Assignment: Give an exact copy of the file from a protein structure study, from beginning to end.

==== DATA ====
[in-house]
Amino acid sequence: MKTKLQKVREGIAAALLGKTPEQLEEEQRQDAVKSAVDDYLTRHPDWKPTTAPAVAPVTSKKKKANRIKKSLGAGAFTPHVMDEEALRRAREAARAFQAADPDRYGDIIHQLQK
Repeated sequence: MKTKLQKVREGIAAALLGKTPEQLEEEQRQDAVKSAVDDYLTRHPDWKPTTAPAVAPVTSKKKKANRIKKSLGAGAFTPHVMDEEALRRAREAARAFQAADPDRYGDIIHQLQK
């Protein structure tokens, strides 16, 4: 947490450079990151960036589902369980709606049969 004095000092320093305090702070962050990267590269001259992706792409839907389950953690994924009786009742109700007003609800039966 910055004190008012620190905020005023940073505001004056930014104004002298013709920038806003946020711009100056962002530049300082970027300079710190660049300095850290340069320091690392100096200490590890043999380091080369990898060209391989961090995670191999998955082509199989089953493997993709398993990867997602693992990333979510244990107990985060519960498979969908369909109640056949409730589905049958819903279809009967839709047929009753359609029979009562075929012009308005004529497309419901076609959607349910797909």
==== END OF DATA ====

[in-house]
Amino acid sequence: MKTKLQKVREGIAAALLGKTPEQLEEEQRQDAVKSAVDDYLTRHPDWKPTTAPAVAPVTSKKKKANRIKKSLGAGAFTPHVMDEEALRRAREAARAFQAADPDRYGDIIHQLQK
Repeated sequence: MKTKLQKVREGIAAALLGKTPEQLEEEQRQDAVKSAVDDYLTRHPDWKPTTAPAVAPVTSKKKKANRIKKSLGAGAFTPHVMDEEALRRAREAARAFQAADPDRYGDIIHQLQK
């Protein structure tokens, strides 16, 4: 947490450079990151960036589902369980709606049969 004095000092320093305090702070962050990267590269001259992706792409839907389950953690994924009786009742109700007003609800039966 910055004190008012620190905020005023940073505001004056930014104004002298013709920038806003946020711009100056962002530049300082970027300079710190660049300095850290340069320091690392100096200490590890043999380091080369990898060209391989961090995670191999998955082509199989089953493997993709398993990867997602693992990333979510244990107990985060519960498979969908369909109640056949409730589905049958819903279809009967839709047929009753359609029979009562075929012009308005004529497309419901076609959607349910797909």